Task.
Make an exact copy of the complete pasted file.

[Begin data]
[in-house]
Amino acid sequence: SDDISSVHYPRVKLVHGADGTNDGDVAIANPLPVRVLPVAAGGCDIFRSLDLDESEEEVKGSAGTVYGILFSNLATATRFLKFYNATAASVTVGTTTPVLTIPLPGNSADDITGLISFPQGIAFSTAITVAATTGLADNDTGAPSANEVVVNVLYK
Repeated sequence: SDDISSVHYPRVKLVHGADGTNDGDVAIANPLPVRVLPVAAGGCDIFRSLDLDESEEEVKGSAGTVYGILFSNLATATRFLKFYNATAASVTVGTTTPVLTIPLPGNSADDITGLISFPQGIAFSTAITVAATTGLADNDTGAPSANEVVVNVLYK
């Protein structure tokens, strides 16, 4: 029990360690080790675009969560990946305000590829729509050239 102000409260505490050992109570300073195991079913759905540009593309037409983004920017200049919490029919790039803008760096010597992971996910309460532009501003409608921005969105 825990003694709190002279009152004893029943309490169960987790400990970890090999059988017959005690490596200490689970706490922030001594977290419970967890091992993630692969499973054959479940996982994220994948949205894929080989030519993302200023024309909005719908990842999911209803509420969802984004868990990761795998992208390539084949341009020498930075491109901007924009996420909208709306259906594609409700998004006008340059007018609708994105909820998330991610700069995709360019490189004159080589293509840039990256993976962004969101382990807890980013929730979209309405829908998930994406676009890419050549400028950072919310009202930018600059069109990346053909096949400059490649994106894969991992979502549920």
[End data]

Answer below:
[in-house]
Amino acid sequence: SDDISSVHYPRVKLVHGADGTNDGDVAIANPLPVRVLPVAAGGCDIFRSLDLDESEEEVKGSAGTVYGILFSNLATATRFLKFYNATAASVTVGTTTPVLTIPLPGNSADDITGLISFPQGIAFSTAITVAATTGLADNDTGAPSANEVVVNVLYK
Repeated sequence: SDDISSVHYPRVKLVHGADGTNDGDVAIANPLPVRVLPVAAGGCDIFRSLDLDESEEEVKGSAGTVYGILFSNLATATRFLKFYNATAASVTVGTTTPVLTIPLPGNSADDITGLISFPQGIAFSTAITVAATTGLADNDTGAPSANEVVVNVLYK
């Protein structure tokens, strides 16, 4: 029990360690080790675009969560990946305000590829729509050239 102000409260505490050992109570300073195991079913759905540009593309037409983004920017200049919490029919790039803008760096010597992971996910309460532009501003409608921005969105 825990003694709190002279009152004893029943309490169960987790400990970890090999059988017959005690490596200490689970706490922030001594977290419970967890091992993630692969499973054959479940996982994220994948949205894929080989030519993302200023024309909005719908990842999911209803509420969802984004868990990761795998992208390539084949341009020498930075491109901007924009996420909208709306259906594609409700998004006008340059007018609708994105909820998330991610700069995709360019490189004159080589293509840039990256993976962004969101382990807890980013929730979209309405829908998930994406676009890419050549400028950072919310009202930018600059069109990346053909096949400059490649994106894969991992979502549920």